You say you are open to the world outside. What does it mean? Who do you currently cooperate with?

It‘s someone else in each of your research areas. It is a broad spectrum of subjects – small companies, non-profits, foreign grant agencies or universities. Trying to describe it, I‘d say we try to choose such subjects that ‘want to see around corners.‘ Subjects interested in what is going to be happening in 10 or 20 years time and try to think about the problems we might be facing then.

That is why we cooperate with Avast, for example. We have a top-class workplace where we work together with people from Avast who are great at understanding malware and users. Avast is interested in what way malware will be developing under AI and we try to help them create models of that.

Together with Skoda we work on a very practical project – we create autonomous vehicle in our laboratory which are capable of working in a dynamic environment where the weather changes and where many people are present at all times.

You have been leading AIC for several years. What is specific about the way it works and its people?

Since the beginning I have been following a principle – I want to help to educate people in a way that their market value keeps growing. So that they can keep their freedom and leave anytime they want in search of something better. It is absolutely natural to leave places and as their mentor I want to support them in their freedom.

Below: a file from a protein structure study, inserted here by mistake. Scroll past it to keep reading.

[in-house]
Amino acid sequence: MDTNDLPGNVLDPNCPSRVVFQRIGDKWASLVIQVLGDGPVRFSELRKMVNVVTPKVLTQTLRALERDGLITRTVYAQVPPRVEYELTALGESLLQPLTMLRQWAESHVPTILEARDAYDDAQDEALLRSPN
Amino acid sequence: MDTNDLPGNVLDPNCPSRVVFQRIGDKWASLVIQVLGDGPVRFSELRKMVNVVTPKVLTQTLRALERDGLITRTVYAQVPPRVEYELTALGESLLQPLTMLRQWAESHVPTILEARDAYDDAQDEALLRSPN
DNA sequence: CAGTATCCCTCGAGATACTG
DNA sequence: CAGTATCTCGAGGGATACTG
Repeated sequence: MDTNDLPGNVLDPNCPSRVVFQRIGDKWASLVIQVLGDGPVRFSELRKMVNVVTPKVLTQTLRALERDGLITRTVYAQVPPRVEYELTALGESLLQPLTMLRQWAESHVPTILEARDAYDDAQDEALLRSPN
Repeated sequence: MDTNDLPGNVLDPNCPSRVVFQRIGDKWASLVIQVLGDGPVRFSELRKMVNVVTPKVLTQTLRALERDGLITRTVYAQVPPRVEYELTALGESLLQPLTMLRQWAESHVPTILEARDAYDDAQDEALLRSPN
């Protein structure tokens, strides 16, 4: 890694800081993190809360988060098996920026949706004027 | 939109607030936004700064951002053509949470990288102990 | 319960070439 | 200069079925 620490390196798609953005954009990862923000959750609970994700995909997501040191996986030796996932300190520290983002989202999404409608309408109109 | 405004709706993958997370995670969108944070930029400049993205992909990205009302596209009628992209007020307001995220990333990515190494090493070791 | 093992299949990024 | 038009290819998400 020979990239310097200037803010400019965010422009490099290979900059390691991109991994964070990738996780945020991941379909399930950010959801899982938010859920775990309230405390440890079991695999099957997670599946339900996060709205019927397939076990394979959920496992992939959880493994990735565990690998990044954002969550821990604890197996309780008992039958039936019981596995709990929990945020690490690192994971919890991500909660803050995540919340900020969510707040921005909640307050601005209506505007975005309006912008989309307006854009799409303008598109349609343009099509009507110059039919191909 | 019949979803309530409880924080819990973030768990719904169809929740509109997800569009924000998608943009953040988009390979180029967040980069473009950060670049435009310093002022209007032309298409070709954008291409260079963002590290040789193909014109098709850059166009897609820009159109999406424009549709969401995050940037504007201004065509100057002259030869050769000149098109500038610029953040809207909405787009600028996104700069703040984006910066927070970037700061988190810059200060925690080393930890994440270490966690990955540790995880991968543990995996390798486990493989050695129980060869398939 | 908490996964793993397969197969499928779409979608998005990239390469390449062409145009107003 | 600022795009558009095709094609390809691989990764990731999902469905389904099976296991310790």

During the existence of AIC 5 successful start-ups were already launched. Some people went for work there but stayed in touch with us. Others kept a part-time job in AIC so they keep coming back, sharing new things they have learned. Some people even sold their start-ups and came back to work with AIC. It is a priceless contribution both for the centre and for our students.

Another aspect differentiating us from other academic workplaces is the way we from our PhD studies. We believe the purpose of PhD studies is to train students‘ abilities to see the depths of problems and thus create true science. So we try to create such conditions for our students so that they don‘t have to work anywhere else and can exclusively focus on research.

What is today the biggest challenge ahead of people working in the field of AI?

It is definitely the effort to make AI understandable. We want to keep our ability to create procedures which would be as effective as today and which the AI would, at the same time, be able to explain to us. To explain why it chose this solution and not a different one. 

Our major focus in this field is security – we want to be able to monitor and predict algorithms' decisions, to detect something like "machine learning bias, etc. Those are the challenges ahead of us.

AIC FEE CTU in Prague

You can find us in the CTU building complex at Karlovo náměstí. We combine both traditional and modern technologies and reconstructed modern space with retro-feeling offices that preserve the authentic spirit of the university. And our view of Prague's Hradčany from the building's top floors? That's just icing on the cake for you.

In our team, it is specifically and strongly about cooperation. This is not the place to be isolated. We make an effort to get to know each other and share our work, ideas and other things.

Ondřej Lukáš, Graduate Student (Cybersecurity group)
Artificial Intelligence Center FEE CTU
Artificial Intelligence Center FEE CTU